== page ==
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I know we’re not supposed to react to these things, but…

…let’s be honest: I’m not the cool-as-a-cucumber, detached professional I probably should be.  And really, if I were, would you want to read my memoir?  Thought not.

Navel Gazing was released a couple of months ago, and after a very good initial reception, it received its first bad review – in fact, the review was more nasty than bad, and very personal.  It felt less like a review of my book than an assessment of my assumed character (I say assumed because I disagree strongly with the assessments and consider the quote at the end of the article to be way out of context, to the point where I’m not convinced the writer actually read my book).  Well, I crumbled.  I was prepared for critical reviews of the book, and I also fully expected to read nasty personal attacks online (although I had promised myself I wouldn’t go looking for them), but I didn’t expect to read a professional review that mostly ignored the book and went instead for the personal jugular.

The point of this post, though, isn’t to air my grievances about a bad review – as much as I’d love to defend myself against every single perceived slight, that’s not an author’s place and anyway I don’t have time to respond to everything said about the book – but rather to explain something about publishing a book, something I wasn’t prepared for at all: the publicity part is emotionally exhausting, almost more so than the writing part.  I find myself constantly repeating the same parts of the story (ironically, repetition is one of the more common complaints about the book itself, and yet when it comes to journalism everybody seems to want the same things); I’m often assumed to be available during normal working hours, which I’m not, unless I beg my boss for a long lunch hour or a day off; and, most difficult for me, I’m always balanced on the tightrope between losing my sense of myself and my message and making sure I do what’s required to give the book its best chance in the world.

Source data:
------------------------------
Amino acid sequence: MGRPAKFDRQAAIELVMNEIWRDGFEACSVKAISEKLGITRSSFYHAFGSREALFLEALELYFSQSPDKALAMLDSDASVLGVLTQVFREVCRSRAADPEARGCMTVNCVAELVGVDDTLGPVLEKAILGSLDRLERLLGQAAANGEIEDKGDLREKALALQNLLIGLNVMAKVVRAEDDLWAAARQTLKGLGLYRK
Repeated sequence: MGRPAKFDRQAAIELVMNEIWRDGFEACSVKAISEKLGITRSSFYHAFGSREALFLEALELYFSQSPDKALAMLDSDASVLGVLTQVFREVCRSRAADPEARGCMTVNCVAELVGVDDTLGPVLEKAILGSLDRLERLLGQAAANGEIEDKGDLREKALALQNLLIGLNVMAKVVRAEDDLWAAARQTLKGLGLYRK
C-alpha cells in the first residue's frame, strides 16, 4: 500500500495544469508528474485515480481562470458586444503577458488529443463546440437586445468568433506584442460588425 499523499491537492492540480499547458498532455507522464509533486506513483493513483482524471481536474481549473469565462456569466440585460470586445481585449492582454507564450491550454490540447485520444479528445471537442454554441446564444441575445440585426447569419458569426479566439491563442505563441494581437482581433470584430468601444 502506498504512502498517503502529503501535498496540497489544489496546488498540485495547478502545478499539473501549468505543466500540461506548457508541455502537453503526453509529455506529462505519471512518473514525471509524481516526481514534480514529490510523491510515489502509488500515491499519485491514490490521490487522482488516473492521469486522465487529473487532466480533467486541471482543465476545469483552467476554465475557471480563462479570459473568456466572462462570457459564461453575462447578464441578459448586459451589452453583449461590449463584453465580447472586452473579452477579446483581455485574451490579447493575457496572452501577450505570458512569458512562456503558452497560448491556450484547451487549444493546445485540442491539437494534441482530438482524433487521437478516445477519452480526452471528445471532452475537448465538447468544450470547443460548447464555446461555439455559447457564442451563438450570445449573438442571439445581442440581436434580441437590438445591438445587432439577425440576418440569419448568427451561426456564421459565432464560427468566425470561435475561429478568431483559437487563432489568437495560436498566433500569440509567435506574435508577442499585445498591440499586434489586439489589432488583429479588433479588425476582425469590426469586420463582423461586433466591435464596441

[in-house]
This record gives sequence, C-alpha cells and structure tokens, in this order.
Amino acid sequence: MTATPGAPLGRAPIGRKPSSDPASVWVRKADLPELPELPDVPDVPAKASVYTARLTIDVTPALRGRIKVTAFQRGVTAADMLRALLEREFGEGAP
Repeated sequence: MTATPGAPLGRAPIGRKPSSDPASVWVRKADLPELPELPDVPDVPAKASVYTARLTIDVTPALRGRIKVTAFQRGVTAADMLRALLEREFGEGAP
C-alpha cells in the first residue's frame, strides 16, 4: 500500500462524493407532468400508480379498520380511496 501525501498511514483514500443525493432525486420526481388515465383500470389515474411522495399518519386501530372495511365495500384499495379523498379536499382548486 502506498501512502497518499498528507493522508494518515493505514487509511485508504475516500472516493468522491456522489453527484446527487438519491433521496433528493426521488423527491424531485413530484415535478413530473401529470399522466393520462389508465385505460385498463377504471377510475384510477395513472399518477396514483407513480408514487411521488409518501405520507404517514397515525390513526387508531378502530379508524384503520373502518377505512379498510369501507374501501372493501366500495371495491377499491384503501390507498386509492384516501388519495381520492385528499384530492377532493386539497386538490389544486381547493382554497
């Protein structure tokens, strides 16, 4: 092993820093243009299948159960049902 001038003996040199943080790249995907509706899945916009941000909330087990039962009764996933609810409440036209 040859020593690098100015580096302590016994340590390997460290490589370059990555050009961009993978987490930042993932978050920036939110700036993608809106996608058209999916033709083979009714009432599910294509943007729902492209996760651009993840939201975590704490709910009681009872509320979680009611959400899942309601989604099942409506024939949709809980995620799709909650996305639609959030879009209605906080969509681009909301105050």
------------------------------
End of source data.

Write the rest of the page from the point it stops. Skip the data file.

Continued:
It was pretty hairy for a while; I spent the majority of my free time (and too much of my work time!) doing publicity duties, and with every new request I lost a little bit more of my mind.  BUT – and this is important – I also met some very interesting new people, and the book got more attention as a result of their efforts, so I felt I couldn’t complain.  In fact, I still shouldn’t be.

And really (really), I’m not trying to complain.  I just wanted to talk about it, because it seems like nobody ever does.  Even my good friend Kristina, who has worked in publishing for years, was surprised by some of the stories I told her and by how much the book promotion stressed me out.  It’s really strange to me that writers, who are so often painfully shy creatures by nature, are expected to launch their books – and, more difficult still, themselves – out into the world with the utmost enthusiasm and confidence and strength.  And we do, usually, because we’re made to understand that this seemingly impossible effort will help our babies survive.  And I can only assume it does help.

At least, I hope it does.  Otherwise, all those hours of being squeezed into tight skirts and high-slitted dresses and told to ‘smile, Beautiful!’ (mildly ironic, given that my book is pretty much all about my discomfort with my body) were for naught, right?  Or maybe not – maybe this process has toughened me up a bit, and maybe that’s worth something on its own.  After all, I did just come across a blog review that was ‘disappointed’ in the book (always so much worse than angry, just like a mother’s face), and even as I cringed I also understood that the reader wanted something from my book that I could never have given her: a different ending.

So many people have wanted something different, something I couldn’t give: an ’emotional overeating’ explanation for why I got fat (I’m not convinced I really ‘overate’ at all, much less emotionally, but I think that’s hard for naturally thin people to believe); a deeper exploration of my issues with food through therapy (after a wasted year of therapy when I was a teenager, too sullen to talk, I could never afford it again and have never been back); a ‘happy ending’, where I have an epiphany and decide to love myself (sorry, but the process is what it is, and honesty was more important to me than a Disneylike storyline).

I think the hardest and yet most rewarding thing about this whole experience – the reviews, the photo shoots, the interviews – has been figuring out my boundaries.  I went in thinking (and promising my publicist) that besides bikini pics, I was game for anything, and boy did she take me at face value!  To her credit, she always insisted that I could decline any offer, but I was stubborn and determined to stick to my word, so I went ahead with every single opportunity that came my way.  And some of those opportunities tested me: they made me cry, or break out in stress hives, or rant against a literary world that requires so much from authors.  But I came through it, and I really do believe I’m stronger as a result, and have more conviction.

And thank goodness for that, because now I have a wedding to plan in eight months, from 5000 miles away, and so far the hives and crying have shown up much earlier!  Maybe by the end of this year I’ll be impenetrable scar tissue from top to toe…

Published inIn the NewsPersonalThe Process